Following the inability of the Theresa May government to ratify a Withdrawal Agreement made with European Union in November 2018 the withdrawal date was later extended from 29th of March 2019 to 10 April 2019 and again to 31 October 2019 (may also apply to new exit date on 31 December 2020).

The European Union (Withdrawal) Act 2018 continues  European Union Law in force in force in the UK after the date the United Kingdom leaves the European Union, the pre-existing body of EU law which had become part of the law of the United Kingdom now rests exclusively on the basis of this new UK legislation. The Act provides extensive powers to change and modify the exiting and frozen body of European Union law, by orders in Council or other executive or ministerial order.

Significance of Change

The provisions of European Union law continue to apply only so far as supported by UK law after that date. The European Union’s institutions have no further law-making powers in relation to the UK. The European Court of Justice has no further role in interpreting and giving effect to the legislation. The supremacy of EU law in the United Kingdom ends.

After the enactment of the  Withdrawal Act, EU legislation, in particular, that which has taken direct effects such as EU Regulations would be frozen in time on the date of withdrawal, and thereafter amended by the UK Parliament or more controversially and more likely by numerous orders made under the Act’s enabling powers.

After Brexit, the remaining body of law of former European Union Law has been given effect by the UK legislation. Many European Union laws will require repeal modification and amendment in the context of the Repeal Act. Many laws (and some rights) will cease to exist by reason of the UK leaving the EU.

Treaty rights which would require treaty amendment and the consent of all states of the European Union may be repealed by ordinary UK legislation. Rights conferred or confirmed by directives and regulations will be subject to repeal or amendment by the UK Parliament, rather than through the legislative procedure of the European Union usually involving the Council of Ministers and the European Parliament. Most European Union rights will be no longer available to UK citizens and will be no longer directly enforceable against other EU citizens in other states.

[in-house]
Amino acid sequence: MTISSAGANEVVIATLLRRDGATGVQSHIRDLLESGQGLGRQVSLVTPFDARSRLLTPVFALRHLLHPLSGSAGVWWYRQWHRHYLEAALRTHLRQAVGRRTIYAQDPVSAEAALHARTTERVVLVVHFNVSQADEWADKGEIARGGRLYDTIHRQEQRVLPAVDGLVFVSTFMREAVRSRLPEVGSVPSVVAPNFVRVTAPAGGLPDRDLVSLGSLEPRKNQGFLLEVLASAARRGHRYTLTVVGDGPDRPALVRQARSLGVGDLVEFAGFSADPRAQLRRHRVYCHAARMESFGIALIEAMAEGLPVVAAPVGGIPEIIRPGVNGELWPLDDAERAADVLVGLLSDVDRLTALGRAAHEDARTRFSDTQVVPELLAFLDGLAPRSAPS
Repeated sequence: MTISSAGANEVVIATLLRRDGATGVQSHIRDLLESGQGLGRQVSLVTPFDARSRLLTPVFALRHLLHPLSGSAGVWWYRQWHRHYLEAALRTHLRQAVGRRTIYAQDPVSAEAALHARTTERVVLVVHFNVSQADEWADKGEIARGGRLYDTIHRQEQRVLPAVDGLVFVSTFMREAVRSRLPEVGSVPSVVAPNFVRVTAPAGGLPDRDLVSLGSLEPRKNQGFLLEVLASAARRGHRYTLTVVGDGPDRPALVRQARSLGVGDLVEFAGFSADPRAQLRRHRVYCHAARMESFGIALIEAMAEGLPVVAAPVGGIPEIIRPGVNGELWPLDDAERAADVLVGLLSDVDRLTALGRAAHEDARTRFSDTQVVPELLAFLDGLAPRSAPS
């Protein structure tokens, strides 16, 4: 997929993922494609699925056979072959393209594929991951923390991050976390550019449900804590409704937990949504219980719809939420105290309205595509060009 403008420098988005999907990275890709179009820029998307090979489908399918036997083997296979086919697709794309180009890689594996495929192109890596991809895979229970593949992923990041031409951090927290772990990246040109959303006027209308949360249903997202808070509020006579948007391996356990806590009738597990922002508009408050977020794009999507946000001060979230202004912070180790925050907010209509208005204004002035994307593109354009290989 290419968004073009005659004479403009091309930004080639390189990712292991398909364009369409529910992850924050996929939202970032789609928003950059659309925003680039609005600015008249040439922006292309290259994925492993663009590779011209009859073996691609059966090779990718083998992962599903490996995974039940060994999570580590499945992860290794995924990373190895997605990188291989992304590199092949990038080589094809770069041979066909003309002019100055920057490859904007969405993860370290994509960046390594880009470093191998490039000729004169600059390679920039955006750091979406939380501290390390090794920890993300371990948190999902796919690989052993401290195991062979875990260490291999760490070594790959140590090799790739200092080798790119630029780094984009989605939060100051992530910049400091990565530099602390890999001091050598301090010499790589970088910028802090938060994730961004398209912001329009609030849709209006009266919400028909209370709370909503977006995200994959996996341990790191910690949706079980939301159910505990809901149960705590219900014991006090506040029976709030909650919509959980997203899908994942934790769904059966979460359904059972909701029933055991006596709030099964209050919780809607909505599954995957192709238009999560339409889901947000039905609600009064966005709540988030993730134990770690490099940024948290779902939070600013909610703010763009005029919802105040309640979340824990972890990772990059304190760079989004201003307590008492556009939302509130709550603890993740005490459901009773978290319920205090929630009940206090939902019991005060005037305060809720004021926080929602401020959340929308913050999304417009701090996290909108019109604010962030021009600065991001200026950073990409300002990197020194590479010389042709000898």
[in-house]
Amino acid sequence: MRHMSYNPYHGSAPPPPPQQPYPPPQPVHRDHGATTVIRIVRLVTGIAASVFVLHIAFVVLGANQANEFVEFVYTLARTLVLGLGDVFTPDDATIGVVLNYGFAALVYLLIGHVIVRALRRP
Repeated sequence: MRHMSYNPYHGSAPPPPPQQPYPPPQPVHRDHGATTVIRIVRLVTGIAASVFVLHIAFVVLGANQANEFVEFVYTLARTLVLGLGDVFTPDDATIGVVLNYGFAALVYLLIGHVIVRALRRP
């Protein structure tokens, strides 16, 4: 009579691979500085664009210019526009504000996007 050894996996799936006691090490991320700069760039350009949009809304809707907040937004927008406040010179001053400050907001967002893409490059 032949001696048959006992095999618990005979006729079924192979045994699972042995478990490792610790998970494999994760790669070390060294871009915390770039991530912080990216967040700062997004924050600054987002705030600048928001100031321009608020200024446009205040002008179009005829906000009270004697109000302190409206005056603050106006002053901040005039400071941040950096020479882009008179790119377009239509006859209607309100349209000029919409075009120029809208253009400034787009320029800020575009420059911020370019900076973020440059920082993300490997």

It may be that a new agreement is entered between the EU and UK which preserves or re-enacts most of these laws and rights in new modified terms. It may provide for its own institutions, to which recourse may (or may not) be had by private parties. It is likely that a direct right to assert the agreement will be limited to those with accrued rights (e.g. already living in each other’s territory) as opposed to those claiming a new right (e.g. to establish themselves in another state).

The European Union will cease to have jurisdiction, and UK citizens will cease to have recourse to both the main European Union institutions such as the Commission and the Courts of Justice but also to the myriad of other EU bodies in various fields such as the European Aviation Safety Agency, European Fisheries Control Agency, European Chemical Agencies and numerous others. The institutions, in particular, the Commission which enforces certain laws will no longer have jurisdiction or power in the UK so that the functions will be conferred on domestic UK bodies in their place.